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Electrodewatering consists on the application of both pressure (mechanical effect) and electrical current (electrokinetic phenomena) to colloidal systems, such as municipal sludge, in order to achieve higher solid content (also designated by dryness). The influence of metal cations and its salts on the electrodewatering characteristics was systematically studied for municipal sludge and for two potential synthetic sludges, one composed of kaolin and the other of kaolin plus xanthan gum. The effect of the size, charge and concentration of the metal cations were studied in the three types of sludge. The effect of pH was also briefly addressed. The results were explained by the selective adsorption of metal cations to the surface of the dispersed particles. The adsorption was studied by ICP-AES (Inductively Coupled Plasma with Atomic Emission Spectrometer) metal analysis. This project was performed in collaboration with Ovivo. The first type of synthetic sludge was prepared by mixing kaolin powder with an electrolyte, where the nature of the salt and its concentration (from 0.0 to 0.2 M) were varied. In the presence of deionized water, the dryness of the sludge increases by 20%, from 62 to 74%. In general, the addition of salts of monovalent cations, such as MCl, where M=Li⁺, Na⁺, K⁺ and Rb⁺, causes an increase of the amount of water extracted from the sludge as long as the salt concentration is below 0.1 M. In the case of CsCl, the amount of water extracted decreases constantly with an increase in concentration. At the same concentration, the volume of water extracted is highest for cations with the largest hydrated radius: Li⁺> Na⁺ > K⁺ > Rb⁺ > Cs⁺. This series represents the opposite trend observed for the relative adsorption affinity of cations for the surface of the kaolin: Li⁺ < Na⁺ < K⁺ < Rb⁺ < Cs⁺. Therefore, electrodewatering is favored in the presence of poorly adsorbed metal cations as a direct result of improvement of the electromigration. Moreover, for concentration in the range 0.0 to 0.2M, a charge increase on the cation of the chloride salts (NaCl, CaCl₂ et CeCl₃) results in a decrease in the volume of extracted water: Na⁺> Ca² ⁺> Ce³⁺, The adsorption of these cations to the kaolin surface is more significant for the cations with the highest charge: Na⁺ < Ca²⁺ < Ce³⁺. Once again, the electrodewatering is favored in presence of cations that do not adsorb to the kaolin surface. The electrodewatering of kaolin is also dependent on the pH that should be between 2 and 7. As a consequence, the addition of different sodium salts (NaCl, NaNO₃, NaClO₃, Na₂SO₄, NaHCO₃, NaOH, Na₂CO₃) causes a decrease of the extracted water if the pH of the electrolyte is higher than 8, which is the case of NaHCO₃, NaOH and Na₂CO₃.. In general, the extracted water decreases in the series: Cl⁻, NO₃⁻, ClO₃⁻> SO₄²⁻>> HCO₃⁻ >> OH⁻, CO₃²⁻. The energy spent in the electrodewatering process of kaolin mixed with deionized water is 0.9±0.1 kWh per kilogram of extracted water. However, 96% of the water is extracted in the first 10 minutes of electrodewatering with an energy consumption of 0.20±0.02 kWh/kg of extracted water, which corresponds roughly to 20% of the energy spent in the 60-minute experiments. Furthermore, the addition of the electrolyte solutions to kaolin causes an increase in the energy consumption. As an example, the addition of LiCl 0.2 M to kaolin leads to an increase of extracted water from 6.9 g without any salt to 8.0 g. At the same time the energy consumed is 1.1 and 2.1 kWh per kilogram of extracted water for the ten- and sixty-minute experiment, respectively. Therefore, the composition of sludge and the operation time are both crucial for the energy performance. The electrodewatering properties of kaolin are changed upon addition of a small amounts of xanthan gum (4.4 wt%). For example, a sludge composed of kaolin plus xanthan gum does not dewater by the application of pressure alone, which is the opposite of what happens with the kaolin sludge. The xanthan gum is helping to disperse the kaolin particles in solution, making the dewatering more difficult. Moreover, the total water extracted from kaolin plus xanthan gum sludge is 2.7 g, which is 2.6 times less water when compared to the water extracted from the kaolin sludge (7.2 g). All the salts of monovalent cations (MCl, with M=Li⁺, Na⁺, K⁺, Rb⁺, and Cs⁺) have a similar effect on electrodewatering of kaolin plus xanthan gum sludge (Li⁺=Na⁺=K⁺=Rb⁺=Cs⁺) when compared at the same concentration. On the other hand, an increase of the charge of the metal cation results in an increase of extracted water: Na⁺ < Ca²⁺ < Ce³⁺. In this case, the amount of extracted water increases with an increase of the concentration of added salt (from 0 to 0.2 M). The final dryness is 74.2% when CeCl3 0.2 M is added, compared to 66.2% with deionized water. The presence of cations that adsorb strongly to the surface of the kaolin, such as Ce³⁺., facilitates the aggregation of the kaolin and xanthan gum particles, which results in an increase of electrodewatering. The replacement of chloride ion in NaCl was also studied. The amount of extracted water decreases in the series: Cl⁻ > NO₃⁻ > ClO₃⁻, SO₄²⁻ >> HCO₃⁻ > CO₃²⁻ > OH⁻. The electrodewatering of kaolin plus xanthan gum is favored by more acidic pH’s. The water lost by evaporation, as a result of the increase in temperature during the drying process, may represent more than 20% of the total extracted water. The energy consumed per kilogram of water extracted is 2.9±0.1 kWh in the presence of deionized water. The electrodewatering properties of municipal sludge from La Prairie, Quebec, were studied. This sludge has an initial dryness of 14.3%. Upon electrodewatering, the dryness of the sludge practically doubles (final dryness of 26±3%) and the initial volume is reduced by half. Twenty percent of the total extracted water is lost by evaporation. The energy consumed in the process is 0.29 kWh per kilogram of extracted water, which represents about four times less energy when compared to a thermal drying method. All monovalent cations have a similar effect on the electrodewatering of municipal sludge: Li⁺=Na⁺=K⁺=Rb⁺=Cs⁺. Furthermore, the +2 and +3 cations are more efficient in the dewatering of municipal sludge than +1 cations: Ce³⁺, Ca²⁺ > Na⁺. A bell shape curve is obtained for the dependency of extracted water with the amount of added metal cation. The highest dewatering is achieved at 4.4-7.5, 2.2-4.4, and 1.5-4.4 mmol of added, NaCl, CaCl₂ and CeCl₃, respectively. For example, the final dryness of the sludge reaches 42% upon addition of 4.4 mmol of NaCl. This represents a three times increase in dryness relative to the initial value. In these conditions, the volume of the sludge is reduced by 70%. For the optimal concentrations, the energy consumed per kilogram of extracted water is 0.32, 0.36-0.43 and 0.33-0.39 kWh for Na⁺, Ca²⁺ and Ce³⁺, respectively, values that are close to the one observed with deionized water. The energy consumption is still less than the case of thermal drying. Thus, electrodewatering of municipal sludge is an attractive method to treat municipal sludge residues and in fact the process may be successfully optimized by the addition of metal cations prior to treatment. Kaolin plus xanthan gum sludge and municipal sludge behave similarly in electrodewatering. The synthetic sludge is a useful tool that can be used in the understanding of the fundamental phenomena taking place in electrodewatering.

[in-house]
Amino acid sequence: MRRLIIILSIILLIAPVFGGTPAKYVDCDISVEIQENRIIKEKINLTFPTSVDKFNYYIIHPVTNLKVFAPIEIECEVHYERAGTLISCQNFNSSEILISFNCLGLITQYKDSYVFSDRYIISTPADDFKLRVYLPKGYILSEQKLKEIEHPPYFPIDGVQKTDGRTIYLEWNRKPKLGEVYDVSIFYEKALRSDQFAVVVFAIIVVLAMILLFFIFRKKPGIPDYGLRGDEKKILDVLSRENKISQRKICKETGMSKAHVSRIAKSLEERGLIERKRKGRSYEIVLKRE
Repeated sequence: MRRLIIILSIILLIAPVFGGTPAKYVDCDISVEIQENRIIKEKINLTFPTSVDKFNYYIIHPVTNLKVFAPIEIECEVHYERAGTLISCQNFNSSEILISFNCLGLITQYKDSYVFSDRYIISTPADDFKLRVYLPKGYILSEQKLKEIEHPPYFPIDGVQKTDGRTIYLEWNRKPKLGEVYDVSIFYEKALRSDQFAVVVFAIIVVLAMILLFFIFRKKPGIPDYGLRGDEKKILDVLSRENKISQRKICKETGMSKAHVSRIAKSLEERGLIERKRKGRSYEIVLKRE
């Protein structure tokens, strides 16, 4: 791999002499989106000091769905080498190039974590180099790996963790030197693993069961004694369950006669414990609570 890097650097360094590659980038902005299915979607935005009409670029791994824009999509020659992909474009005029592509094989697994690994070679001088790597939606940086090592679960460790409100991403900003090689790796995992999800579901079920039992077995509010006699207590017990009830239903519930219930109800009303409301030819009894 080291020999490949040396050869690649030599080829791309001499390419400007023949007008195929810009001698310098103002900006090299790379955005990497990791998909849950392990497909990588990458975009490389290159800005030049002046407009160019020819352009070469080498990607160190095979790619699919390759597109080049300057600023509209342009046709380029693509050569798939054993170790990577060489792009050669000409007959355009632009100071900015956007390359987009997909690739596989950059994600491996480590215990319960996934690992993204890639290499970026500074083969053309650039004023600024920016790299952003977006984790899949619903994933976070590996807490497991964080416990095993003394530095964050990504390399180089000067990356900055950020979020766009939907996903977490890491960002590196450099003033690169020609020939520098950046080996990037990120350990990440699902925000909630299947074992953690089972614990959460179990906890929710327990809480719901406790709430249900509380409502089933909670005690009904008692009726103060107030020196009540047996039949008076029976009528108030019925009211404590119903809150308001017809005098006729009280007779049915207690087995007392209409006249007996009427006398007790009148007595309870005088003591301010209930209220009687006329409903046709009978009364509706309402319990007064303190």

Type de document: Thèse Thèse
Directeur de mémoire/thèse: Guay, Daniel
Mots-clés libres: electrotechnology; dewatering properties; synthetic sludge; municipal sludge
Centre: Centre Énergie Matériaux Télécommunications
Date de dépôt: 03 juill. 2018 13:27
Dernière modification: 03 juill. 2018 13:27
URI: http://espace.inrs.ca/id/eprint/6950